Take credit cards; this was a relatively new consumer product. Interest rates were fixed, unlike today. Shoppers would hand their credit card to a merchant and the merchant would pick up the phone and call an authorization center for approval. Then, the card would be placed in a manual charge card machine to make an impression on carbon paper for the shopper to sign after approval was granted. 
Holding and servicing fixed debt during “normal” inflationary times is easier to do if incomes are rising, mirroring the change in inflation. Virtually every credit card issued today has a variable rate. Wages have been stagnant in the US for ten years and Ireland just announced an austerity plan which includes cutting minimum wage which could become a harbinger of things to come in America. 
If we experience prolong inflation, the interest rate on consumer debt will be adjusted upward to cover issuers rising costs, accordingly. This will cancel any presumed benefits for creating inflation. 
Mortgages were different then, too. Adjustable rate mortgages did not exist. When you purchased a 30-year fixed mortgage, you could plan for your next 360 mortgage payments. This became problematic during the real estate bubble of 2003-2007. Teaser rates tied to Prime, LIBOR, the 11th district, T-bills, COSI, etc, that allowed borrowers to qualify disappeared after 12, 24, or 36 months. Real mortgage payments undermined the false real estate prosperity of the day.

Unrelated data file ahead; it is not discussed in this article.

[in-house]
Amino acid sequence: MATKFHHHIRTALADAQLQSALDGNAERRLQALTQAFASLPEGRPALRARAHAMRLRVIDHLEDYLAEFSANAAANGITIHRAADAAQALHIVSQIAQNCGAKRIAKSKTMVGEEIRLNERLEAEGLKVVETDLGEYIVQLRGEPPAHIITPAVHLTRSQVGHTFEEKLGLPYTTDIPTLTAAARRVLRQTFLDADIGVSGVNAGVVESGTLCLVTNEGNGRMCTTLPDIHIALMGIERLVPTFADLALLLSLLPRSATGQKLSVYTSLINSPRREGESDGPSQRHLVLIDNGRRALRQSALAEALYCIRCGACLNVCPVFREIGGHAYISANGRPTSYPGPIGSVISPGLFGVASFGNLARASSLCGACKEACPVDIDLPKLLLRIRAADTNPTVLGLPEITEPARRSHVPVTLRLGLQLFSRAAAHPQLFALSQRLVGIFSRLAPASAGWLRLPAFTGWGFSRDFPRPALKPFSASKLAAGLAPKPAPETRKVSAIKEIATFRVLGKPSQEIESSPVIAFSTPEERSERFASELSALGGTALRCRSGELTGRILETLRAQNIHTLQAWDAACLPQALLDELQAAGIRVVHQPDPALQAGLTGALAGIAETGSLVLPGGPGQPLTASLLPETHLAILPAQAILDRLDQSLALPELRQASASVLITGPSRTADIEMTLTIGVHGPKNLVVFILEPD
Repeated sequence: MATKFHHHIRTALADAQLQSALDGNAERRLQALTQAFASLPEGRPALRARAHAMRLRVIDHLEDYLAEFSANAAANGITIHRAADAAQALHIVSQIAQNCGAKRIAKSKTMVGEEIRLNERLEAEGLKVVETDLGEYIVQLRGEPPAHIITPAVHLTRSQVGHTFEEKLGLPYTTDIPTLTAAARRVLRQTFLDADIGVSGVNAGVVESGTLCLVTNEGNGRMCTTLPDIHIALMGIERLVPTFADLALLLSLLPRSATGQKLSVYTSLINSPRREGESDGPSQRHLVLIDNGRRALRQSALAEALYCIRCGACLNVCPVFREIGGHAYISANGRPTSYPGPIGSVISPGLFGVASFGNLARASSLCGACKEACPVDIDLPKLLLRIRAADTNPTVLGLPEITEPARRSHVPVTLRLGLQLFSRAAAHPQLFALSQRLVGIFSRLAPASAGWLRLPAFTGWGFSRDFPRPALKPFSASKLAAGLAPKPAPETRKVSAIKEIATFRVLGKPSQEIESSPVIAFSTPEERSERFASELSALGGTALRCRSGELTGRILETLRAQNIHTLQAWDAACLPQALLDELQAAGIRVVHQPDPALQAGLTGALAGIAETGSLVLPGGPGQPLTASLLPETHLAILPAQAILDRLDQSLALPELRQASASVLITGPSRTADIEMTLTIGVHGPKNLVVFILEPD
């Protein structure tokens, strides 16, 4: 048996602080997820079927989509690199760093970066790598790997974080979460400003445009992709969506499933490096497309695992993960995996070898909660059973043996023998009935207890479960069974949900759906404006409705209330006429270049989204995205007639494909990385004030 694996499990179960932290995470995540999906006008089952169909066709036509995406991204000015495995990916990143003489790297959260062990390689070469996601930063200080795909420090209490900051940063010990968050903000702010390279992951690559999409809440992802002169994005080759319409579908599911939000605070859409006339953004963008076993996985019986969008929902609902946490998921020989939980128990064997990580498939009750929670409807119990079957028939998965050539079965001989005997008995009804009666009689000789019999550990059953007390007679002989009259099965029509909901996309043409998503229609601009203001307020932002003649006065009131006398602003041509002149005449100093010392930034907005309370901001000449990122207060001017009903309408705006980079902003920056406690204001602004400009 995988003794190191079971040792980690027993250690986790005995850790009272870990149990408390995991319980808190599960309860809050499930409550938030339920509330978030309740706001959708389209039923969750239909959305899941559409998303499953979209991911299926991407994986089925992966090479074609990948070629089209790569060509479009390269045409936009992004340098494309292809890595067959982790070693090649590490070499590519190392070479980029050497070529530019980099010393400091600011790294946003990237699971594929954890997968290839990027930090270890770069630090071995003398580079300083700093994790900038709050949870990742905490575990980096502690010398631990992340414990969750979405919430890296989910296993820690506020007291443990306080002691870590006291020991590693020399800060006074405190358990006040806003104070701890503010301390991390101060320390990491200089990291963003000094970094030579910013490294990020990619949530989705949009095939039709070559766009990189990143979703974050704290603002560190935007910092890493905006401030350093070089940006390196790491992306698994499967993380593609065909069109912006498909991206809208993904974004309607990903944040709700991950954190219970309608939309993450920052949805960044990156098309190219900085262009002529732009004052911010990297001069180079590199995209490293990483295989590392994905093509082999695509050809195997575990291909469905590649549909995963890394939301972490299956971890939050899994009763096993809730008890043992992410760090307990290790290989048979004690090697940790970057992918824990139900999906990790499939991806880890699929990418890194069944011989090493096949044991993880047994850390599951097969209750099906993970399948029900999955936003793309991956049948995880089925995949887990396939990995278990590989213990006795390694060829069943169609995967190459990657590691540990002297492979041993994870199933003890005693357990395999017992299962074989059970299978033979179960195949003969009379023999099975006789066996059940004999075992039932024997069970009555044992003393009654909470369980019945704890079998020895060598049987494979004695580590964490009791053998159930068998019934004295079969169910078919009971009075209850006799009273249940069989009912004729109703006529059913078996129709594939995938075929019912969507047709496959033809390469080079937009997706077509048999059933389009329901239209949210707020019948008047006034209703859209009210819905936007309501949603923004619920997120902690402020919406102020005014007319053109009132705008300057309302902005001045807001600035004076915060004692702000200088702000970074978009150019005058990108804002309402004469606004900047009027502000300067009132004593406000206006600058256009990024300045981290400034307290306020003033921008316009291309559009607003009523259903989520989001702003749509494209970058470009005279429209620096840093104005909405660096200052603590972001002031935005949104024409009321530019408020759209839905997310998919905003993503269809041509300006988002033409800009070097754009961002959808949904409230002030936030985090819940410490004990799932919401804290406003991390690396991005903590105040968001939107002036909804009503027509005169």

In the 1970’s mortgages were also assumable in many instances. The fixed mortgage came with your home. Think what our current housing market would look like if residential real estate came with mortgages. Would housing markets have experienced 30%, 40%, 50% in value or more, with assumable loans attached? Is a house easier or harder to sell with an assumable mortgage?